Communications Monitoring in the Workplace – A Short Guide
23 October 2014
Unrestricted use of email, social media and file hosting services can have damaging effects on employers’ reputation and business. Bullying, discrimination, defamation, virus exposure, lost productivity and transferring confidential information and trade secrets are just some of the issues that can arise from misuse of telephone, email and Internet at work.
Monitoring workers’ use of communication systems or their surveillance by CCTV may seem like a good way to protect business interests. However, this must be balanced with, and not infringe, workers’ privacy and data protection rights.
Expectation of Privacy
Workers do not leave their privacy and data protection rights at the door when they come into work each day. Article 8 of the European Convention for the Protection of Human Rights and Fundamental Freedoms (“ECHR”) provides that “everyone has a right to respect for his private and family life, his home and his correspondence”. The European Court of Human Rights (“ECtHR”) has found that this privacy right applies in the workplace, as workers are not limited to life within the home. In Copland v United Kingdom the ECtHR concluded that Article 8 was infringed where there was no IT policy in the workplace and the employees were not told they may be monitored.
However, a worker’s right to privacy at work is not absolute. In Pay v United Kingdom the ECtHR held it was not disproportionate to dismiss an employee where public knowledge of his personal lifestyle could compromise his work with sex offenders. It was held in the recent UK EAT case of Atkinson v Community Gateway Association that an employee did not have a reasonable expectation of privacy when, having written the organisation’s email policy, he breached it by using his work email to send sexually explicit messages (see our previous post on this case). Although non-binding in Ireland, this decision shows the importance of notifying employees of IT policies and their enforcement through monitoring.
Data Protection Principles
The broad definitions given to ‘personal data’ and ‘processing’ under the Data Protection Acts 1988 and 2003 (“DPA”) means workers’ personal data obtained by monitoring and surveillance practices is covered by the DPA. Normal data protection principles apply to this data so employers must ensure they obtain and process it fairly and lawfully; it is adequate, relevant and not excessive; they keep it safe, secure and up-to-date; and they hold it for no longer than is necessary. Workers’ rights in respect of this data include the right to (i) establish what personal data is held by their employer; (ii) access this information; (iii) request the rectification or erasure of inaccurate information; and (iv) object to the processing of their personal data in certain circumstances.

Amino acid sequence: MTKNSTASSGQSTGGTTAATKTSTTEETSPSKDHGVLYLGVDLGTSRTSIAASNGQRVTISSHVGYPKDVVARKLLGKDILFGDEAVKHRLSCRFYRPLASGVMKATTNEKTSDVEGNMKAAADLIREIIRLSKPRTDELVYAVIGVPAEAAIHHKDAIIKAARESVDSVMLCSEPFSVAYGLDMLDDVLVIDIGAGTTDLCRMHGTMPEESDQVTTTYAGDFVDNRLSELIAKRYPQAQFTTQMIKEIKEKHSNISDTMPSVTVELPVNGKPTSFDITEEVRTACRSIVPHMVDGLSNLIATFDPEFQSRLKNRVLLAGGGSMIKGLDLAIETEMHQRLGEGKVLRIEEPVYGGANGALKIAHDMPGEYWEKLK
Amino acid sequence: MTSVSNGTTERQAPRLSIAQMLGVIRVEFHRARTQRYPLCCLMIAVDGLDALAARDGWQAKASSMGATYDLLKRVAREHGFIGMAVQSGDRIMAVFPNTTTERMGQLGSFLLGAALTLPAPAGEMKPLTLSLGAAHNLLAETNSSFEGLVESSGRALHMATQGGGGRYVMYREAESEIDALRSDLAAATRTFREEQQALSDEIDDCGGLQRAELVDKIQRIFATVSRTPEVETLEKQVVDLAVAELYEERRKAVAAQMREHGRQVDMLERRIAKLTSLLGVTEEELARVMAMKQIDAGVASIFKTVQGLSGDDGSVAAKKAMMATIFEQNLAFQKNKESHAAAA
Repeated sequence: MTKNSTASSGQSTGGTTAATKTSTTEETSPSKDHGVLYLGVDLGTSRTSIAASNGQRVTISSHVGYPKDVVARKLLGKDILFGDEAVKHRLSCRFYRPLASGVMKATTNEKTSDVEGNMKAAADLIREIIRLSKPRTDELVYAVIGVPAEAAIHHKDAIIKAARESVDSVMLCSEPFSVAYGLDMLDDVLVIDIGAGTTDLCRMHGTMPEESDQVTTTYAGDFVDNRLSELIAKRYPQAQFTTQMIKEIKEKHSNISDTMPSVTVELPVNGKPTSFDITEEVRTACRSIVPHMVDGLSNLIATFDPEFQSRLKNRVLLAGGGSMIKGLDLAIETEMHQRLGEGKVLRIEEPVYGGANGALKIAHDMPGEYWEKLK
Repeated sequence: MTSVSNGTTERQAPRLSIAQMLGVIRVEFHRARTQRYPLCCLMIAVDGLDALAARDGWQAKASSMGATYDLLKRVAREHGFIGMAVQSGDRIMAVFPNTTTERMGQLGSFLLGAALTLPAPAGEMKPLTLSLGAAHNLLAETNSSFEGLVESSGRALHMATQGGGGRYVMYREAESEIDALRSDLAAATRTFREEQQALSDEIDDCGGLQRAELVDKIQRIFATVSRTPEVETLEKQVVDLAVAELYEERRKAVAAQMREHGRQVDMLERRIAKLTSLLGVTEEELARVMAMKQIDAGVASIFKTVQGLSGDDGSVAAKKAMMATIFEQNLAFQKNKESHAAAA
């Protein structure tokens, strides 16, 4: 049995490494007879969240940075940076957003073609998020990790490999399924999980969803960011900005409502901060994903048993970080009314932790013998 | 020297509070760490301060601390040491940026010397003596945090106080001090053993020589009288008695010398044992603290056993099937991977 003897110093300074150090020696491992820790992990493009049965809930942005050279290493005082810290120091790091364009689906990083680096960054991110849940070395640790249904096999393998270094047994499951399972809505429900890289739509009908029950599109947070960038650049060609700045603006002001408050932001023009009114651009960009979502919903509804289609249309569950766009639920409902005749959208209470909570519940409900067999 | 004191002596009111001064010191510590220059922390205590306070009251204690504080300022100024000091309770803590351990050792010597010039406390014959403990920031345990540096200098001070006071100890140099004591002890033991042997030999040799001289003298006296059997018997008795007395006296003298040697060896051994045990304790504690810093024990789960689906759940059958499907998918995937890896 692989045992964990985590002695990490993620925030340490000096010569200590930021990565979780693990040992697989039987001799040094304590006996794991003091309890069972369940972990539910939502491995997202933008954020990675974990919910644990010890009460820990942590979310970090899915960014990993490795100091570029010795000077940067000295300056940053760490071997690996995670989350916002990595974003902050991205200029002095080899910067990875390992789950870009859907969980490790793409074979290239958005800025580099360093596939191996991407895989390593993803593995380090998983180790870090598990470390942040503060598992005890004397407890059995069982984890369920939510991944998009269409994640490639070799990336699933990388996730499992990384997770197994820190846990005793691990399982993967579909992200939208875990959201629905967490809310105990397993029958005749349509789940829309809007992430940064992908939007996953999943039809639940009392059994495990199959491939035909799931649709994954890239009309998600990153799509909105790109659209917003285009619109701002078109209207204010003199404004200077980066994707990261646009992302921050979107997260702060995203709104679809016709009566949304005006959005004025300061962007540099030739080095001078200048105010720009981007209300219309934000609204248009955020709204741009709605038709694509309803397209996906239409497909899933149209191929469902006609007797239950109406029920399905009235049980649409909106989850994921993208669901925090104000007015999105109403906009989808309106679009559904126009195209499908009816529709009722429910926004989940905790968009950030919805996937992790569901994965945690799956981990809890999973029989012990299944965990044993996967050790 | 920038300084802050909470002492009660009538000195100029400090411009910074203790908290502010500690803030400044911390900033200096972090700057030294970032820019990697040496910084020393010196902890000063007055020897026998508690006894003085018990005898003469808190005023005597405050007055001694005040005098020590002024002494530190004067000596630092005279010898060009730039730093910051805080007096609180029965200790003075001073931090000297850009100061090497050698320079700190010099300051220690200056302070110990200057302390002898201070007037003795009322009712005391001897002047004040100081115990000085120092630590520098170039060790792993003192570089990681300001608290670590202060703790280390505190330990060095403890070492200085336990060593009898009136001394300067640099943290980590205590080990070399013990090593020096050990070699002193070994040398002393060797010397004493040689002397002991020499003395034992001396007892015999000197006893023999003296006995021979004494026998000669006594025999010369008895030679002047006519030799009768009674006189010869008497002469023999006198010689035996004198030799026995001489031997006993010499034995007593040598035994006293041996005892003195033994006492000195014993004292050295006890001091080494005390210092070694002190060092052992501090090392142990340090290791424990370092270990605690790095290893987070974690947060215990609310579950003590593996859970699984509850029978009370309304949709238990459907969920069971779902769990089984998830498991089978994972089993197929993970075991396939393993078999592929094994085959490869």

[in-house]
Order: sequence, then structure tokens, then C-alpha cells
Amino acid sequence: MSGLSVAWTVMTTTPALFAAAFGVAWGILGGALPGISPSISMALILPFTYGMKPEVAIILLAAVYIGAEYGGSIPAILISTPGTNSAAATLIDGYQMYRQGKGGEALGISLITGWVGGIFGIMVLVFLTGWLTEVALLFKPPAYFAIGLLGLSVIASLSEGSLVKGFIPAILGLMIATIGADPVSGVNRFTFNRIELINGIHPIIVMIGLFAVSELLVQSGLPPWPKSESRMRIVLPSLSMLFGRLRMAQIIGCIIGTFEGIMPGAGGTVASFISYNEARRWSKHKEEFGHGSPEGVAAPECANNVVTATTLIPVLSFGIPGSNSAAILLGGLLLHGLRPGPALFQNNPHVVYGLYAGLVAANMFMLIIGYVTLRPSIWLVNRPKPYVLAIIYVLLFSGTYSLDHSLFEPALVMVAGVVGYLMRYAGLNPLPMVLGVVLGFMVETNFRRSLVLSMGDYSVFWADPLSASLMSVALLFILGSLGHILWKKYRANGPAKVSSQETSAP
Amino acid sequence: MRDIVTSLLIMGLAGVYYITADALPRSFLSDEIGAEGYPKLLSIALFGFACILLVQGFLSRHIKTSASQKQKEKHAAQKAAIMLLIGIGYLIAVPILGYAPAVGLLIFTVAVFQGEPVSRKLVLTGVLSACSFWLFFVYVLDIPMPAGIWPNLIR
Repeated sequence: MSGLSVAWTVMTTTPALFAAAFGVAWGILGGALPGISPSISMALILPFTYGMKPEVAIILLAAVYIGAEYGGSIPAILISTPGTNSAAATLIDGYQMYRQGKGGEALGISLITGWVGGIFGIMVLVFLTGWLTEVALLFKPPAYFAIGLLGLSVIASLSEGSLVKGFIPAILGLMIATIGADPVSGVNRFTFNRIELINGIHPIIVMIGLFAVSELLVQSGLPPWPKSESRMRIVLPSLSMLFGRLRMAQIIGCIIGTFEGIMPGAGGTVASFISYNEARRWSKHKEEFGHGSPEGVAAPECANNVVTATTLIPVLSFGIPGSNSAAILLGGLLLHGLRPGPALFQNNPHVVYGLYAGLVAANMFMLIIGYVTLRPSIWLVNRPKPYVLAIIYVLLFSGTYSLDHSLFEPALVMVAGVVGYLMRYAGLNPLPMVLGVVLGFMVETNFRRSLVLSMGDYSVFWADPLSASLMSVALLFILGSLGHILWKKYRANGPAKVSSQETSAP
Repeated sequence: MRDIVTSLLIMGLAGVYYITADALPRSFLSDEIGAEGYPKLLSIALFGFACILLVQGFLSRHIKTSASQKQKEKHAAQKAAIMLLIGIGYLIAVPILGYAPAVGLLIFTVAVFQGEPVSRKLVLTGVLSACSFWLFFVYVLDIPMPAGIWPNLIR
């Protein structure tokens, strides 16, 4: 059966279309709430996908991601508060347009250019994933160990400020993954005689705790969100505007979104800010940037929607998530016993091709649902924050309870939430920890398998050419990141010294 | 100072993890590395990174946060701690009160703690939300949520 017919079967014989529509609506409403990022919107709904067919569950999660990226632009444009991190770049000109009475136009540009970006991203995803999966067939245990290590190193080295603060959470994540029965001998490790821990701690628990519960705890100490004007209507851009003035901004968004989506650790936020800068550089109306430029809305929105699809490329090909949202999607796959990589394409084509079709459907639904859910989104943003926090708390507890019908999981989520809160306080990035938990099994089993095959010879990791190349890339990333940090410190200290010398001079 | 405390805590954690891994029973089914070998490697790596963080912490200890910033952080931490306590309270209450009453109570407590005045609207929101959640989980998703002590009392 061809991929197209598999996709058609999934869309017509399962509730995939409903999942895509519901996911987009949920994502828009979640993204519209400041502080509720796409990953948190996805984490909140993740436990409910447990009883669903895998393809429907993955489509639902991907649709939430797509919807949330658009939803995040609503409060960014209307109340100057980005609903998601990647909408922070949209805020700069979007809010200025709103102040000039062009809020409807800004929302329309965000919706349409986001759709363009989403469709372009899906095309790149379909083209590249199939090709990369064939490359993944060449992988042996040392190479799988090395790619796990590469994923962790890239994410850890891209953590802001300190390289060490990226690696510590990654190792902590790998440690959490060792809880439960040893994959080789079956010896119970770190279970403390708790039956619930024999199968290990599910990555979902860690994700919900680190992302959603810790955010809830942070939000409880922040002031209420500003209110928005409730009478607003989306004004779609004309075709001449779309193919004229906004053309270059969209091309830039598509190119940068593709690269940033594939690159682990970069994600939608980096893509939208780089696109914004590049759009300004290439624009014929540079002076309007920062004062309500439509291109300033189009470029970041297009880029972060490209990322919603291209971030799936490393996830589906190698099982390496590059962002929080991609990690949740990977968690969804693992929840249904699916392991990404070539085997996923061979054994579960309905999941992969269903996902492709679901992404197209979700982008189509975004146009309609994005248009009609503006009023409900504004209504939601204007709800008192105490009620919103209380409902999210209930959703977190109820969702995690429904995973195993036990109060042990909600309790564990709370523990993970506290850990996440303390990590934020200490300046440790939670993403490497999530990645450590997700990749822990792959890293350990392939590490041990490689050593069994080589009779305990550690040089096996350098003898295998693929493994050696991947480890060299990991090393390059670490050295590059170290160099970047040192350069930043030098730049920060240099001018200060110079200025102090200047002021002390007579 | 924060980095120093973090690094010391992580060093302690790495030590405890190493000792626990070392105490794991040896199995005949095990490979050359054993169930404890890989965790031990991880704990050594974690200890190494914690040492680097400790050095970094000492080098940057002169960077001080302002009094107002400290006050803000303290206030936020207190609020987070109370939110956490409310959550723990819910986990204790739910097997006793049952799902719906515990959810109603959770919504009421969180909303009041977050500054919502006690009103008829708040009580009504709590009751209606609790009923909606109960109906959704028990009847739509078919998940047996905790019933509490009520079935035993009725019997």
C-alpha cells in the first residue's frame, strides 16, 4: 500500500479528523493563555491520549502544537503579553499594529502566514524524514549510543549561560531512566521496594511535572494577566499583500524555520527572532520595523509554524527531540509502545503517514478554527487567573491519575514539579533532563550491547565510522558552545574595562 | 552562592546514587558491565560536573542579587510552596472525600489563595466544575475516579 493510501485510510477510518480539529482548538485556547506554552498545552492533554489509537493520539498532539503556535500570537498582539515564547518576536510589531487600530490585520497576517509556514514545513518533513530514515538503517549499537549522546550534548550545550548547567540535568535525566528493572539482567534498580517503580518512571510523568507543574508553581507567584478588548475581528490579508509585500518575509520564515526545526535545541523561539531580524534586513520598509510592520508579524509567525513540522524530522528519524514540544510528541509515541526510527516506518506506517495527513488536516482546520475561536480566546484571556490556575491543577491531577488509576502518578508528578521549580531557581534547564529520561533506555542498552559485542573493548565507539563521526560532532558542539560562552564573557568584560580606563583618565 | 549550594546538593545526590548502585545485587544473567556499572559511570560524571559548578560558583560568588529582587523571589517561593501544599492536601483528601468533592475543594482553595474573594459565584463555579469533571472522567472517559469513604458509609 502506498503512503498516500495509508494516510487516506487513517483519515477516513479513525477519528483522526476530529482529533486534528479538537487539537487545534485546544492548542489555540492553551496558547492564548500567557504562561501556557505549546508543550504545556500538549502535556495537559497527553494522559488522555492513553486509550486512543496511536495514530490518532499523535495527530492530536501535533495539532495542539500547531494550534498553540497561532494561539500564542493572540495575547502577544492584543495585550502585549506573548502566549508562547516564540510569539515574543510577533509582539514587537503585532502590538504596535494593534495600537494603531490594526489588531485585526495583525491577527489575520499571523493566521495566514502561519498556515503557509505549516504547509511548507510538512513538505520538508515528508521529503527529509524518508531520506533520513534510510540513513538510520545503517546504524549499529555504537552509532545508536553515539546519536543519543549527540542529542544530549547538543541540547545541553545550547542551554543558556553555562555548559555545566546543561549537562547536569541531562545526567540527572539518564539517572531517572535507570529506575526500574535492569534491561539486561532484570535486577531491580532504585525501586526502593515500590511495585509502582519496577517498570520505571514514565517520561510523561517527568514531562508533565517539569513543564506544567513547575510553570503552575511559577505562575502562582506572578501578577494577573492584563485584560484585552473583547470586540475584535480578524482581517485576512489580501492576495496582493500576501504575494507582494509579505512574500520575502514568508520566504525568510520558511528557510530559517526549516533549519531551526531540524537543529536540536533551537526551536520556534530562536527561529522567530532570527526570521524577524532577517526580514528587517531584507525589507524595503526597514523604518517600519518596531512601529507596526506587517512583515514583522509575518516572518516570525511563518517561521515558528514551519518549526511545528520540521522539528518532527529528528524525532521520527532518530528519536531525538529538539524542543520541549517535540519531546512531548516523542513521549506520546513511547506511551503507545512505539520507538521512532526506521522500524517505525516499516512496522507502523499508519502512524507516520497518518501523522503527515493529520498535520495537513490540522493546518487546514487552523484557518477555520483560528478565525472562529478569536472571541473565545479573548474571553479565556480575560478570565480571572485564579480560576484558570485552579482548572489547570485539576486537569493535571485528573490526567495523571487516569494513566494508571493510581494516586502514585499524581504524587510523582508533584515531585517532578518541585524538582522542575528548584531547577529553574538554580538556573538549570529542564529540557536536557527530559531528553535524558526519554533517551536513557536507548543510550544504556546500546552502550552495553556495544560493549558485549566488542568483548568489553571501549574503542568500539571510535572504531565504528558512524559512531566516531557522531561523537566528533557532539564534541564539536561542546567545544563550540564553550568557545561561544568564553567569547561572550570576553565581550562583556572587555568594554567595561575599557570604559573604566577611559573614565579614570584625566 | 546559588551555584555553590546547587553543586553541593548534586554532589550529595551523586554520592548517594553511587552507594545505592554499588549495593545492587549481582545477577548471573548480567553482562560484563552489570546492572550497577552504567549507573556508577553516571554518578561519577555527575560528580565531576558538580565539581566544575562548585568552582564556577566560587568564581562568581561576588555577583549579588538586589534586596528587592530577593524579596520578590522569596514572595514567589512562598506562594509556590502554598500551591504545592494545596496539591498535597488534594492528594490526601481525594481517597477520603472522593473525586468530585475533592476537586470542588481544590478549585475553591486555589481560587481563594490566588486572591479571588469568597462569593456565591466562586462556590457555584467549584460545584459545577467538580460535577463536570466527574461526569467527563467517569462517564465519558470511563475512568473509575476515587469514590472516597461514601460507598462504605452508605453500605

Processing personal data in the context of employee monitoring may be unfair even if the worker has consented to it. Worker consent must be freely given and fully informed. However, if consent is a condition of employment it cannot be said to be freely given where an employee cannot refuse or withdraw their consent.
Employers generally rely on Section 2A(d) of the DPA to legitimise their monitoring activities. This is where an employer considers the processing of workers’ personal data through monitoring and/or surveillance as necessary for its legitimate interests. However, this legitimisation cannot override workers’ privacy rights. Therefore, any monitoring must be targeted on the area of risk taking into account the data protection principles and balanced against workers’ expectation of a certain degree of privacy in the workplace.
Extent of Monitoring
The Article 29 Working Party (“WP”), the collective body of European data protection authorities, such as Ireland’s DPC, has provided a list of questions each employer should ask before monitoring workers’ use of email and the Internet:
Is the monitoring transparent to workers?
Is the monitoring necessary or could the objective be achieved by traditional methods of supervision?
Is the processing of workers’ personal data fair?
Is the monitoring proportionate to the concerns it tries to allay?
Any monitoring must be carried out in the least intrusive manner possible and must be targeted at an identifiable risk. The WP’s view is that it would only be necessary to monitor workers’ electronic communications in exceptional circumstances, such as to (i) obtain proof of certain actions by the worker; (ii) detect unlawful activity; (iii) detect viruses; or (iv) guarantee the security of its systems. Covert monitoring and surveillance are generally unlawful.
In the absence of clear policies, workers may be assumed to have a reasonable expectation of privacy in the workplace. Therefore, employers should have policies in place notifying workers if it intends to limit workers’ privacy through monitoring and/or surveillance. These policies should be tailored according to the type and the degree of risk which the employer encounters and should be clear, accurate and readily accessible.
Having acceptable use policies will not permit an employer to ignore workers’ privacy rights and will not justify infringement of their data protection rights. However, as seen in the Atkinson v Community Gateway Association decision, an employer’s policy will be taken into account and may reduce workers’ legitimate expectation of privacy.
It’s important to keep policies up-to-date and in line with technological developments. Policies should be applied and enforced on a consistent basis so workers know the policy (i) is mandatory; (ii) requires compliance at all levels of the organisation; (iii) is enforced; and (iv) carries serious consequences if breached.
For more information, contact a member of our Technology team.
The content of this article is provided for information purposes only and does not constitute legal or other advice.